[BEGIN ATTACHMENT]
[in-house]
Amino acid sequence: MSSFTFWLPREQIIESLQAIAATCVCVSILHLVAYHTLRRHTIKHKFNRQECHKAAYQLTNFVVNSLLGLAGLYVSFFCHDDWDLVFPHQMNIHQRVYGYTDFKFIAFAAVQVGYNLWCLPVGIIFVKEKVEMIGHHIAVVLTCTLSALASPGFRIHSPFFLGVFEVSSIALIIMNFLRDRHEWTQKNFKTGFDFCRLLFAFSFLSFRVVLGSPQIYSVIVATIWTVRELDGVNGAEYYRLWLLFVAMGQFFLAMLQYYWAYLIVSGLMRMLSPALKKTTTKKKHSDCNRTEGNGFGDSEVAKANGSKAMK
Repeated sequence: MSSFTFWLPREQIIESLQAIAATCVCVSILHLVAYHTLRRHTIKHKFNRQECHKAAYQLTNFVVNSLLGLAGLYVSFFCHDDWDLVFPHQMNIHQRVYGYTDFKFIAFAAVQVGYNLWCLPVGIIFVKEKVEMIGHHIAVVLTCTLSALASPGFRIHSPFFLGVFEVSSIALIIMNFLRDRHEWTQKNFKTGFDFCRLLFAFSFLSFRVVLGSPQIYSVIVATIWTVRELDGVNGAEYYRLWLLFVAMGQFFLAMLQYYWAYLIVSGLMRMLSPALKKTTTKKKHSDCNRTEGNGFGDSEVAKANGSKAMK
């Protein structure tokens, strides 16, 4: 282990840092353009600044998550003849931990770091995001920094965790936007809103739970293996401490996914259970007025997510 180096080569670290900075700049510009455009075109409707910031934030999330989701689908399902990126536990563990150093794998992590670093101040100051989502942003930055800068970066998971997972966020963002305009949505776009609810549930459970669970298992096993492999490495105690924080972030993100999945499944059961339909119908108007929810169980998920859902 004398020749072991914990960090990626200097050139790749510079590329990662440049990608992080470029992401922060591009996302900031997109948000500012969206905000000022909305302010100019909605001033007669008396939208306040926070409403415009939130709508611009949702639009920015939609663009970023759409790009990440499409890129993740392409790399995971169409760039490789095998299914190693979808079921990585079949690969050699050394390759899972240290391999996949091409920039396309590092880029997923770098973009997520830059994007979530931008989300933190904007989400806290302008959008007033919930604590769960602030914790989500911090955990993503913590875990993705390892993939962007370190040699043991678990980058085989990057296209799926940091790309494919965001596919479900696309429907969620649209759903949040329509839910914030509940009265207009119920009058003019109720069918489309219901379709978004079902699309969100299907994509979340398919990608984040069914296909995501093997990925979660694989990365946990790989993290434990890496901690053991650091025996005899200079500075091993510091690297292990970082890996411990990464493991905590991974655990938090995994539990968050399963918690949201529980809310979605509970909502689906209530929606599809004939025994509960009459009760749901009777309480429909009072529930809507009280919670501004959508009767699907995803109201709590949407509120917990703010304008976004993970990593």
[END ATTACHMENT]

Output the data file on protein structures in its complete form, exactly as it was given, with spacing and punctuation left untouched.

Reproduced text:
[in-house]
Amino acid sequence: MSSFTFWLPREQIIESLQAIAATCVCVSILHLVAYHTLRRHTIKHKFNRQECHKAAYQLTNFVVNSLLGLAGLYVSFFCHDDWDLVFPHQMNIHQRVYGYTDFKFIAFAAVQVGYNLWCLPVGIIFVKEKVEMIGHHIAVVLTCTLSALASPGFRIHSPFFLGVFEVSSIALIIMNFLRDRHEWTQKNFKTGFDFCRLLFAFSFLSFRVVLGSPQIYSVIVATIWTVRELDGVNGAEYYRLWLLFVAMGQFFLAMLQYYWAYLIVSGLMRMLSPALKKTTTKKKHSDCNRTEGNGFGDSEVAKANGSKAMK
Repeated sequence: MSSFTFWLPREQIIESLQAIAATCVCVSILHLVAYHTLRRHTIKHKFNRQECHKAAYQLTNFVVNSLLGLAGLYVSFFCHDDWDLVFPHQMNIHQRVYGYTDFKFIAFAAVQVGYNLWCLPVGIIFVKEKVEMIGHHIAVVLTCTLSALASPGFRIHSPFFLGVFEVSSIALIIMNFLRDRHEWTQKNFKTGFDFCRLLFAFSFLSFRVVLGSPQIYSVIVATIWTVRELDGVNGAEYYRLWLLFVAMGQFFLAMLQYYWAYLIVSGLMRMLSPALKKTTTKKKHSDCNRTEGNGFGDSEVAKANGSKAMK
């Protein structure tokens, strides 16, 4: 282990840092353009600044998550003849931990770091995001920094965790936007809103739970293996401490996914259970007025997510 180096080569670290900075700049510009455009075109409707910031934030999330989701689908399902990126536990563990150093794998992590670093101040100051989502942003930055800068970066998971997972966020963002305009949505776009609810549930459970669970298992096993492999490495105690924080972030993100999945499944059961339909119908108007929810169980998920859902 004398020749072991914990960090990626200097050139790749510079590329990662440049990608992080470029992401922060591009996302900031997109948000500012969206905000000022909305302010100019909605001033007669008396939208306040926070409403415009939130709508611009949702639009920015939609663009970023759409790009990440499409890129993740392409790399995971169409760039490789095998299914190693979808079921990585079949690969050699050394390759899972240290391999996949091409920039396309590092880029997923770098973009997520830059994007979530931008989300933190904007989400806290302008959008007033919930604590769960602030914790989500911090955990993503913590875990993705390892993939962007370190040699043991678990980058085989990057296209799926940091790309494919965001596919479900696309429907969620649209759903949040329509839910914030509940009265207009119920009058003019109720069918489309219901379709978004079902699309969100299907994509979340398919990608984040069914296909995501093997990925979660694989990365946990790989993290434990890496901690053991650091025996005899200079500075091993510091690297292990970082890996411990990464493991905590991974655990938090995994539990968050399963918690949201529980809310979605509970909502689906209530929606599809004939025994509960009459009760749901009777309480429909009072529930809507009280919670501004959508009767699907995803109201709590949407509120917990703010304008976004993970990593």